Monday, August 25, 2008

Christianity and Advanced Technologies

Here we go with another Christianity-related post. This one solicits Christian responses to issues brought up by technological advancement. Atheists, I know you might think there’s no point in asking these questions, and if so, there’s really no point in you commenting in this thread. Let me ask my questions without dismissive or bitter comments.

Disclaimer: Nothing in this post is meant to be pro-Christian or anti-Christian. I am just asking hypothetical questions. The views expressed in this post, if any, are not necessarily the position of any organization or individual associated with the author.


1) If man was created in God’s image, would it be blasphemous for people to radically alter their body and brain as it becomes technologically possible, through genetic engineering or nanotechnology? (See “What I want to be when I grow up, is a cloud” by J. Storrs Hall.)

[I could postulate another scenario: If adultery is wrong, then would it be right for society to enact a law so that each individual would be engineered for sexual attraction and desire for their life-mate? The answer to Michael's question is, it depends on the direction of the alteration of their body and brain. Meaning, engineered in order to achieve what objective?]

2) Would it be a sin to extend someone’s lifespan indefinitely using anti-aging therapies, because that would forever prevent them from getting into Heaven? Or would indefinite life extension merely be God’s will, because if he wanted us to die anyway, he could easily make it happen at any time?

[While science (or science fiction) seems to point to eternal life through scientific means (life extension technologies); Christian canonized writings (the Bible) state that humans will annihilate themselves if Christ does not return. The Christian premise is that humans are innately bent towards destruction by their very nature. Eternal life extension is God's desire for humans, but Christ is the means through which that can be accomplished.]

3) Say that a brain chip is invented that makes its user more morally sophisticated and theologically insightful. Would this contradict the notion that good comes from God, and show that the “soul” is actually rooted in the biochemistry of the brain? Or would this signify the brain implant is somehow better tapping into the power of God? How would we tell the difference?

[If one reads through some Church theologians’ writings, some of them point out that people have a disposition to commit certain moral sins (e.g. overtly drinking, envy, out of control anger). I'm guessing that some people that were a Christian that had a lobotomy had certain personality traits alter with the procedure - your jack'en with the brain. A person that might have been prone to having an out-of-control temper might become mellow in all aspects of their behavior. My point, you alter one trait, another trait shows up. However the first "sin" recorded in the Bible came from a person's desire to replace God. The desire (even without an act) is a sin. Christianity doesn't really have an exact concept where the separation from the immaterial-self, and the material-self begin and end. There tends to be a reciprocal interaction that is not scientifically explained in known religious writings. Michael, your thinking on “good” and Christianity seem to not match up. In general all people can be “good,” but in Christian theological terms none truly good.]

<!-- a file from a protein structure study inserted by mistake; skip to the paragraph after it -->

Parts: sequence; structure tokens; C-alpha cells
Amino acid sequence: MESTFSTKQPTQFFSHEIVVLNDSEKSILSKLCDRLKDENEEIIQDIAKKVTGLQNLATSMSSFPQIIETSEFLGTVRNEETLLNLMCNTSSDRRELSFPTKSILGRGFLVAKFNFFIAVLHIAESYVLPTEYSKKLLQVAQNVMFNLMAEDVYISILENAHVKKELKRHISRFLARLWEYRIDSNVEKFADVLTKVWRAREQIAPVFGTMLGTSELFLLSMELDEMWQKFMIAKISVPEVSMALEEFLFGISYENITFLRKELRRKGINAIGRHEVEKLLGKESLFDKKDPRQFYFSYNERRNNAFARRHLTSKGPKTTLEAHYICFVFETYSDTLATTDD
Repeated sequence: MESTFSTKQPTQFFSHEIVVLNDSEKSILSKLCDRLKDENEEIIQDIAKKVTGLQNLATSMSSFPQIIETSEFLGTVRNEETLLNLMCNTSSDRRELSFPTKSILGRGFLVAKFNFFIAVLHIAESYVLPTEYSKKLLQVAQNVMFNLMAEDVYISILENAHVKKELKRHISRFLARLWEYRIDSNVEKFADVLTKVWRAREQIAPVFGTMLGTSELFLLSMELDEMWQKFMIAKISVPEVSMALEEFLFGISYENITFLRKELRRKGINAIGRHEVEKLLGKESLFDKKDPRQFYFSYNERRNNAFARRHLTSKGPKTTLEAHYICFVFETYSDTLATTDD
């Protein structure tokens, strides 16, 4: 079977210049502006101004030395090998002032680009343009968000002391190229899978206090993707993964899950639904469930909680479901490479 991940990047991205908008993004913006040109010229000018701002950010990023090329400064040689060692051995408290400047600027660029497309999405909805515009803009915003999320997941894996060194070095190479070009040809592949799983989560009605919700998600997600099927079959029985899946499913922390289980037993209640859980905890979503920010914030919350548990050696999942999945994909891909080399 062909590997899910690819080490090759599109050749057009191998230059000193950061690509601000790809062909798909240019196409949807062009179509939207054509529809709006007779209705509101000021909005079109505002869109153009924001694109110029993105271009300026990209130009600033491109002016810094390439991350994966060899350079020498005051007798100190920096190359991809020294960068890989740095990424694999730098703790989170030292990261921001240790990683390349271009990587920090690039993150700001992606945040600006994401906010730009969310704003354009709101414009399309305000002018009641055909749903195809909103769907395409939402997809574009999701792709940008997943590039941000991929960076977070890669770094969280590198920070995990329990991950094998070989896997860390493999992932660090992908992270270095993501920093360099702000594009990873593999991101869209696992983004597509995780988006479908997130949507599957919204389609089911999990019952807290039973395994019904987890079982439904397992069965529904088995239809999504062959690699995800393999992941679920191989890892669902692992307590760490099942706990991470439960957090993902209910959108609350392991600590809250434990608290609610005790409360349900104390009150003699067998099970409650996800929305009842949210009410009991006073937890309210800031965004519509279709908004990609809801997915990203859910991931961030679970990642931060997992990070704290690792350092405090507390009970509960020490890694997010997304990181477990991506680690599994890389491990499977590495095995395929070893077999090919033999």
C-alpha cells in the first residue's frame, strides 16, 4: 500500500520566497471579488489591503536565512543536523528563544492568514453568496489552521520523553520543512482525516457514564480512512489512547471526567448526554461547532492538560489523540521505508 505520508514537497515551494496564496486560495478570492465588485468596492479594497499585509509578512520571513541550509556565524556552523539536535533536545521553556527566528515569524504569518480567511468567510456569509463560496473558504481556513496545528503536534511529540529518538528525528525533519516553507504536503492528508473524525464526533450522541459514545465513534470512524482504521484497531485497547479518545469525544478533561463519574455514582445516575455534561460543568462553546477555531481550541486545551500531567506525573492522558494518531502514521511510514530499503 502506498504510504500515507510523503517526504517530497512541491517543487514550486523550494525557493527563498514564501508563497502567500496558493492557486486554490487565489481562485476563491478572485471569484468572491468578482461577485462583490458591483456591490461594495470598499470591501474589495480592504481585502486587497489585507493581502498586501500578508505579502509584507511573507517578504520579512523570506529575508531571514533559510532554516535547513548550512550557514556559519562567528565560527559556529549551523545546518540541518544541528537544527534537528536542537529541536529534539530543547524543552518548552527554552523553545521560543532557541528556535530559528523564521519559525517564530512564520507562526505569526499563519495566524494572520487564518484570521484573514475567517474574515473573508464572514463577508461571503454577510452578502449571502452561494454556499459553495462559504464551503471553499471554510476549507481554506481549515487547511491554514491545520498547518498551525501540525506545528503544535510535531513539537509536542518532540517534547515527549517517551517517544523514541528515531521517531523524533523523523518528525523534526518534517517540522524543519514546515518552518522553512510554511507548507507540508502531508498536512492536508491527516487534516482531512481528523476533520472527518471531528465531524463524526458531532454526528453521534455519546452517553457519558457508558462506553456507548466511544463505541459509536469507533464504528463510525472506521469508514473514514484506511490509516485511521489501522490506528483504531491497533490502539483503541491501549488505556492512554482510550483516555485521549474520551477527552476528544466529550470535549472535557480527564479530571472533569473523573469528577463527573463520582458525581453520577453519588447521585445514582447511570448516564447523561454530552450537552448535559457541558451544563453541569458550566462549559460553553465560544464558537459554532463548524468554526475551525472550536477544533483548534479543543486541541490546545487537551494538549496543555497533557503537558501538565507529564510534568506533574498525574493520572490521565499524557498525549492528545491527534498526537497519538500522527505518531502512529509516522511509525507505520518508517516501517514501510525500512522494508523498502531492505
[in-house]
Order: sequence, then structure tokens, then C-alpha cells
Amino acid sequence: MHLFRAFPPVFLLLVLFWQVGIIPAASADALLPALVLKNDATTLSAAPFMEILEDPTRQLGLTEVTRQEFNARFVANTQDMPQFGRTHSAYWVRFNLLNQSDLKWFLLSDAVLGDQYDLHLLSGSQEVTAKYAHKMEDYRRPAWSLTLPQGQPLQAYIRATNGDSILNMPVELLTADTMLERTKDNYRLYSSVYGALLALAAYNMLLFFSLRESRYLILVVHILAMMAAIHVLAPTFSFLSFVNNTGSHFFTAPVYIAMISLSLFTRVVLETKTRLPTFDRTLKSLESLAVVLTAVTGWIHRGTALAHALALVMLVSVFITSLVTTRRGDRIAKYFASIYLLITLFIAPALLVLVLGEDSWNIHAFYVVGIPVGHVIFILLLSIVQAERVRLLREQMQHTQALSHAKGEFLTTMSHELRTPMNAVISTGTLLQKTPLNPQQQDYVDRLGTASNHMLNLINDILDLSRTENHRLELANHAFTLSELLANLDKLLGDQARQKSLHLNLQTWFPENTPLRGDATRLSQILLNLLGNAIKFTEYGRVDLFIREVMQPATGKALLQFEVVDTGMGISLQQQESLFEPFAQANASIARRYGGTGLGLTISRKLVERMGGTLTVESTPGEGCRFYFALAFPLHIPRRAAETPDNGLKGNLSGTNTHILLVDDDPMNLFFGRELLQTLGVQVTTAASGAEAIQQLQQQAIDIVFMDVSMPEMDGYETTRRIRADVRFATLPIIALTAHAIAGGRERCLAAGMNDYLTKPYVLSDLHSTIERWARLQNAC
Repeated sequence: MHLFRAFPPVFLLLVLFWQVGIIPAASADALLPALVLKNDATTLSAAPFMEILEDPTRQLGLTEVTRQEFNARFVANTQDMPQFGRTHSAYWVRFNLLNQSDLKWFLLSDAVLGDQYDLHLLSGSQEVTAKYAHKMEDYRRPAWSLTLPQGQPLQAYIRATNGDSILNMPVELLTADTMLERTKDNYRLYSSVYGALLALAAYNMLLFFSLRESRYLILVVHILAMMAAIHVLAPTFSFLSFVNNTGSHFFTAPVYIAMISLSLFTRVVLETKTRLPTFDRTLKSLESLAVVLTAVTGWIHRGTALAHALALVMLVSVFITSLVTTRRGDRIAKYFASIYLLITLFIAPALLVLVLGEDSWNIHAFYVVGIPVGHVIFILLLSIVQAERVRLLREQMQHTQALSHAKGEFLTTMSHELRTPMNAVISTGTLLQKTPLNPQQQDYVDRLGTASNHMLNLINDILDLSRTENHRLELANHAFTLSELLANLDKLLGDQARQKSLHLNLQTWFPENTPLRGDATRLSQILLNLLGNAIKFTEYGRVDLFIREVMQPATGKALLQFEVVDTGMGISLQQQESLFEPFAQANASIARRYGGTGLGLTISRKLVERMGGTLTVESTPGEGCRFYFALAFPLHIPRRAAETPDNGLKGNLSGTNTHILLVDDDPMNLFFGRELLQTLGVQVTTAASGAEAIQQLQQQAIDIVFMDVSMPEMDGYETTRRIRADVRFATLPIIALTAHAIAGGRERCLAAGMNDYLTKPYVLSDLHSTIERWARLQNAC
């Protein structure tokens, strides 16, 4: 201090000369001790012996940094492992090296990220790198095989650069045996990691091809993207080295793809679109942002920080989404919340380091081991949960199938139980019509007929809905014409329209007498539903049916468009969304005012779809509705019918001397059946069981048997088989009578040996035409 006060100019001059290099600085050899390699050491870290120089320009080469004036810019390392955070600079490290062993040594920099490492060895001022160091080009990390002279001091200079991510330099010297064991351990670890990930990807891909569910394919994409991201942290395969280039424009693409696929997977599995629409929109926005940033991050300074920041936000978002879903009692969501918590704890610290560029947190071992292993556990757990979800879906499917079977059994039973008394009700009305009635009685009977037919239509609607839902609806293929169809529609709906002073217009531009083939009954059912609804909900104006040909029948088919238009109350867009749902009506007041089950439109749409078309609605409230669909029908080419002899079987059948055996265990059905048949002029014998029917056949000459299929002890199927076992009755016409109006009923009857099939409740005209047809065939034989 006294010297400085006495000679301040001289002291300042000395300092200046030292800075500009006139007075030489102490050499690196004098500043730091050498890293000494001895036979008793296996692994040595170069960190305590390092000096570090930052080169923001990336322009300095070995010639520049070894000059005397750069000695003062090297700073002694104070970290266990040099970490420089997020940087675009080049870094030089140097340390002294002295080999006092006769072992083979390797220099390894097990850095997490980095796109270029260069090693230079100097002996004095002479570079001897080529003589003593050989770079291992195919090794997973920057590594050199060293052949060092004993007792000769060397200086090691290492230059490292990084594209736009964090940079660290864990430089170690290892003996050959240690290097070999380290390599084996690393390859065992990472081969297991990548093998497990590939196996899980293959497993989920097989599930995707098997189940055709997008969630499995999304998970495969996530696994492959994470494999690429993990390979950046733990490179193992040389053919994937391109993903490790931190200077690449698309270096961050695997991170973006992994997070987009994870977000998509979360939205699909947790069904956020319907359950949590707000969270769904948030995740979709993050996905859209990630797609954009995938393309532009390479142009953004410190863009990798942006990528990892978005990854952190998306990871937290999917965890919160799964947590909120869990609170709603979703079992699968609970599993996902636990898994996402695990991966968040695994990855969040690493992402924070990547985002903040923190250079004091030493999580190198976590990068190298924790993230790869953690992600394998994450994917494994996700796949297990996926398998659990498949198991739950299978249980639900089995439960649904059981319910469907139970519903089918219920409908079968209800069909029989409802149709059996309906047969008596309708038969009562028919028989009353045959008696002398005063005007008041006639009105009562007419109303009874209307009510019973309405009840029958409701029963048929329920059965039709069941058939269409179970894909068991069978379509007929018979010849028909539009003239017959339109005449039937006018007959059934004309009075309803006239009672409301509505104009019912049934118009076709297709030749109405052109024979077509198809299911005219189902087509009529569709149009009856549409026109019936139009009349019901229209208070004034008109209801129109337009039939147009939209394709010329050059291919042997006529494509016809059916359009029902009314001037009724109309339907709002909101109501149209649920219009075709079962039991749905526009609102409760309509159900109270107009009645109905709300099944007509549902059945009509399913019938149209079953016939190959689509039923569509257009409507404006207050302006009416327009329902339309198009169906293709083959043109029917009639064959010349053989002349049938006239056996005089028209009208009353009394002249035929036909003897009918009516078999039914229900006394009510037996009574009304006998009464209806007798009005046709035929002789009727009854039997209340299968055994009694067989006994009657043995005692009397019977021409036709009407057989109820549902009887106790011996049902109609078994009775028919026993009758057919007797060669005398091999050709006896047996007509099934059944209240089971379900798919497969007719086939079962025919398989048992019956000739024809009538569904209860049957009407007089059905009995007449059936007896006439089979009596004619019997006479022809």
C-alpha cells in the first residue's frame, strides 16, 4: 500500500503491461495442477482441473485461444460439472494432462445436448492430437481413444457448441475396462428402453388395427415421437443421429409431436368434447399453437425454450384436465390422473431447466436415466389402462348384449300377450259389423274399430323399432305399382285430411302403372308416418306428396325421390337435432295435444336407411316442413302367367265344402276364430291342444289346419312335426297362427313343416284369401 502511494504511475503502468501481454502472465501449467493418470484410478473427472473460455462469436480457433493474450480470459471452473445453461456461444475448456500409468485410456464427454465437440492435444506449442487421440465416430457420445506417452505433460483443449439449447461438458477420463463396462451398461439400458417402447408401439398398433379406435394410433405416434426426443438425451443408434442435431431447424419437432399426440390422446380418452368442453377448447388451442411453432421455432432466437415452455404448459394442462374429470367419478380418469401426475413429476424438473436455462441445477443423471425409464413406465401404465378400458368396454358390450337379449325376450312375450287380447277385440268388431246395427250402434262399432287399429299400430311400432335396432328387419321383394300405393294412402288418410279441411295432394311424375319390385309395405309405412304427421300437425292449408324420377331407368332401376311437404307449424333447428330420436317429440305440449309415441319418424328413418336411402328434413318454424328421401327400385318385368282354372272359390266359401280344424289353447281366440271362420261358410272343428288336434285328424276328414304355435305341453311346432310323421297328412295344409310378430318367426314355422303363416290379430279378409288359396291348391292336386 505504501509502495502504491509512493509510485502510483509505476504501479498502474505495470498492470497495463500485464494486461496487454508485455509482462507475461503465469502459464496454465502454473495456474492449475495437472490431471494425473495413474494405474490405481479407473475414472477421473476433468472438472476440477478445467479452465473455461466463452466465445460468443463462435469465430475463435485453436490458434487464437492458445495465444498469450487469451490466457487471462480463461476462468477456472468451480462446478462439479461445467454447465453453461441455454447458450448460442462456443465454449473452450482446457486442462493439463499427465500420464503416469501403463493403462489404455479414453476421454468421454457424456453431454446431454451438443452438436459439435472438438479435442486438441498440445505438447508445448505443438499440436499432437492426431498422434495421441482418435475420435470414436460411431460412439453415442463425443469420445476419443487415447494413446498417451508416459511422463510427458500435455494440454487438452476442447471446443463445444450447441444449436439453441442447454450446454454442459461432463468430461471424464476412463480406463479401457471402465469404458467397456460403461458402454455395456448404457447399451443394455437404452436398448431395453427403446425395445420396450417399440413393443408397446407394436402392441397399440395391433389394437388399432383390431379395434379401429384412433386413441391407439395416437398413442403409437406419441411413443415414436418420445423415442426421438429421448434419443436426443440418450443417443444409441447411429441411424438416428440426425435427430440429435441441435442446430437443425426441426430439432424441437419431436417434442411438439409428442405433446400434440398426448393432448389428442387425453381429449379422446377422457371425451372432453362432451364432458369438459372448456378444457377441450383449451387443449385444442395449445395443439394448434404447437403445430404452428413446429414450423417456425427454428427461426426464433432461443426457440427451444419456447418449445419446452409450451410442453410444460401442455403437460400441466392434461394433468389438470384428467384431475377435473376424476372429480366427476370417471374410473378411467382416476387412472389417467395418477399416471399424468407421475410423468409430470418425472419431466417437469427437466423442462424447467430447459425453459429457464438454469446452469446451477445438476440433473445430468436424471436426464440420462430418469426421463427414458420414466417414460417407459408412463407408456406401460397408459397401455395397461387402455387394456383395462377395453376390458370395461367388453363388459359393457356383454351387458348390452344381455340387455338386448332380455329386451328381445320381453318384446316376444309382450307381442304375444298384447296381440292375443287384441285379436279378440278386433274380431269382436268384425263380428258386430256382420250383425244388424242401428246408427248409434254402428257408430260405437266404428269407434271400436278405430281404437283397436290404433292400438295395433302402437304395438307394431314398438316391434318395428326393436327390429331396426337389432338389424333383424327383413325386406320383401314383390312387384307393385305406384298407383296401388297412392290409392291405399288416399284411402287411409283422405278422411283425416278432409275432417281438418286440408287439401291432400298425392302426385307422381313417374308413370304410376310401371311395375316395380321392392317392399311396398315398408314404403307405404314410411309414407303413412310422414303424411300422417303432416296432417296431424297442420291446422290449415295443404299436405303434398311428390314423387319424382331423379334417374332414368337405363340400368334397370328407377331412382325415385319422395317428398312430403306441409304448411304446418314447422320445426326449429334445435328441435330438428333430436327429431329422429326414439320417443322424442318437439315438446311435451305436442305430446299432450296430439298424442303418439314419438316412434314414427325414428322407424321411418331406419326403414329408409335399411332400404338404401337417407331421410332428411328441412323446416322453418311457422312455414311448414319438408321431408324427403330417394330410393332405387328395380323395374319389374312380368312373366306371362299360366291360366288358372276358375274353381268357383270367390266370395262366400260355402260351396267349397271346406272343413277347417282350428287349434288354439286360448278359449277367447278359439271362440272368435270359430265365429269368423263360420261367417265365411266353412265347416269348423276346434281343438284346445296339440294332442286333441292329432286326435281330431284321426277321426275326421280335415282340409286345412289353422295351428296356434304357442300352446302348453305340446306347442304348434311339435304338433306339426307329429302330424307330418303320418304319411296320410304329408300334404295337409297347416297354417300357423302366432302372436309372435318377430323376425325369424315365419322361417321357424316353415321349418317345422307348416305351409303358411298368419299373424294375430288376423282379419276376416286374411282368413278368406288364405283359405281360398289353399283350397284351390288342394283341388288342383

4) Say that humans develop a technology to bring someone “back to life” a few hours after brain activity ceases. Could this be used to research possible visions of Heaven, such as those in “light at the end of the tunnel” and other near-death experience accounts? How would we distinguish between genuine visions of Heaven and hallucinations caused by neurological trauma?

[To my knowledge – as far as I can stretch my brain - there would be no verifiable test between hallucinations and brain trauma. A wise suggestion on this point would be to discuss the issue once we cross that bridge.]

5) Recently it was reported that the Vatican was encouraging local churches to hire more clergy adept at performing exorcisms. When a high-level Vatican official was interviewed on the topic by CNN and asked how he knew the difference between a possessed subject and one suffering from psychological problems. The priest responded, “you can see it in their eyes”. If this is true, could we determine this by taking pictures of different types of eyes and discovering distinguishing characteristics associated with possession?

[If I was a demon, and I didn’t want the general population to remain ignorant of the demonic netherworld, then would I be able to manifest inside a person at my choosing as to keep from revealing to the general population that I, or demons exist?]

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